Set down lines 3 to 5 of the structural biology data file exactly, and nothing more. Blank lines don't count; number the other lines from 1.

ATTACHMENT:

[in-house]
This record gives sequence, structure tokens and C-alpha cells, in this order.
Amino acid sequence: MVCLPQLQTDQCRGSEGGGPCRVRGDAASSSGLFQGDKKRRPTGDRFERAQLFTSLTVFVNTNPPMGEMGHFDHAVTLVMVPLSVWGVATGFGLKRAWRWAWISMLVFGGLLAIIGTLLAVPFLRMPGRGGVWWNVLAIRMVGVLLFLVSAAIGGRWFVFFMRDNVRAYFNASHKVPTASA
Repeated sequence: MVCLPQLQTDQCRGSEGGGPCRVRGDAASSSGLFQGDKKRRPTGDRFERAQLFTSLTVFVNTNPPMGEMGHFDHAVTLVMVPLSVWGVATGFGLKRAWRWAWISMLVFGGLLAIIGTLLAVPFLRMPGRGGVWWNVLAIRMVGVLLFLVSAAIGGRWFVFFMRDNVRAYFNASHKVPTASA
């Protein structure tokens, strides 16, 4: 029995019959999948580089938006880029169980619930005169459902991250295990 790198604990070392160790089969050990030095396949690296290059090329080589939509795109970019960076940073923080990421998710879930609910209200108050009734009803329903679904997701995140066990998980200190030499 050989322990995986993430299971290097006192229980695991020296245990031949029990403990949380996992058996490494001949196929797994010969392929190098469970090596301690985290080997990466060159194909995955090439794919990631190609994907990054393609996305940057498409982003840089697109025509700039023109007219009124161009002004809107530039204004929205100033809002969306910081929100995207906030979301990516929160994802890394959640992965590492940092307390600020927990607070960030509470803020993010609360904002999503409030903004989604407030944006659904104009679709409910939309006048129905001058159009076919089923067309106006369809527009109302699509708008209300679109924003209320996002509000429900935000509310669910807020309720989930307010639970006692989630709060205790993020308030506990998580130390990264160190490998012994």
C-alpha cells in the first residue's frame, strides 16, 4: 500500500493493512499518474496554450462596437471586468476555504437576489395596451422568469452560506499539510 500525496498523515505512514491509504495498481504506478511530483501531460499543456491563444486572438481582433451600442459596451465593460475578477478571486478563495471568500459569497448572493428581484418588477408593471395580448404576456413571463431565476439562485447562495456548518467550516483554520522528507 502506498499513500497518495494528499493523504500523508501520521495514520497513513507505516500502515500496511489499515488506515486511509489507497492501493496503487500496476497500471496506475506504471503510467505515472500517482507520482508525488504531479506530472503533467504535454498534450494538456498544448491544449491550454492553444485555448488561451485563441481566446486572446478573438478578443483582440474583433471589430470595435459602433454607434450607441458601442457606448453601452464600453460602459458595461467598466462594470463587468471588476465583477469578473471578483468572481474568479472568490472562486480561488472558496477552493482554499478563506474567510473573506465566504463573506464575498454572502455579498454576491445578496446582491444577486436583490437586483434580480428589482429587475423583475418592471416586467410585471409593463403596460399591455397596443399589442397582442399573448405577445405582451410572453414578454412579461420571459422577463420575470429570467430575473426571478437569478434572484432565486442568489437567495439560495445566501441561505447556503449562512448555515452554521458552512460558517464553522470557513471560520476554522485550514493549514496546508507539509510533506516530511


Amino acid sequence: MVCLPQLQTDQCRGSEGGGPCRVRGDAASSSGLFQGDKKRRPTGDRFERAQLFTSLTVFVNTNPPMGEMGHFDHAVTLVMVPLSVWGVATGFGLKRAWRWAWISMLVFGGLLAIIGTLLAVPFLRMPGRGGVWWNVLAIRMVGVLLFLVSAAIGGRWFVFFMRDNVRAYFNASHKVPTASA
Repeated sequence: MVCLPQLQTDQCRGSEGGGPCRVRGDAASSSGLFQGDKKRRPTGDRFERAQLFTSLTVFVNTNPPMGEMGHFDHAVTLVMVPLSVWGVATGFGLKRAWRWAWISMLVFGGLLAIIGTLLAVPFLRMPGRGGVWWNVLAIRMVGVLLFLVSAAIGGRWFVFFMRDNVRAYFNASHKVPTASA
């Protein structure tokens, strides 16, 4: 029995019959999948580089938006880029169980619930005169459902991250295990 790198604990070392160790089969050990030095396949690296290059090329080589939509795109970019960076940073923080990421998710879930609910209200108050009734009803329903679904997701995140066990998980200190030499 050989322990995986993430299971290097006192229980695991020296245990031949029990403990949380996992058996490494001949196929797994010969392929190098469970090596301690985290080997990466060159194909995955090439794919990631190609994907990054393609996305940057498409982003840089697109025509700039023109007219009124161009002004809107530039204004929205100033809002969306910081929100995207906030979301990516929160994802890394959640992965590492940092307390600020927990607070960030509470803020993010609360904002999503409030903004989604407030944006659904104009679709409910939309006048129905001058159009076919089923067309106006369809527009109302699509708008209300679109924003209320996002509000429900935000509310669910807020309720989930307010639970006692989630709060205790993020308030506990998580130390990264160190490998012994």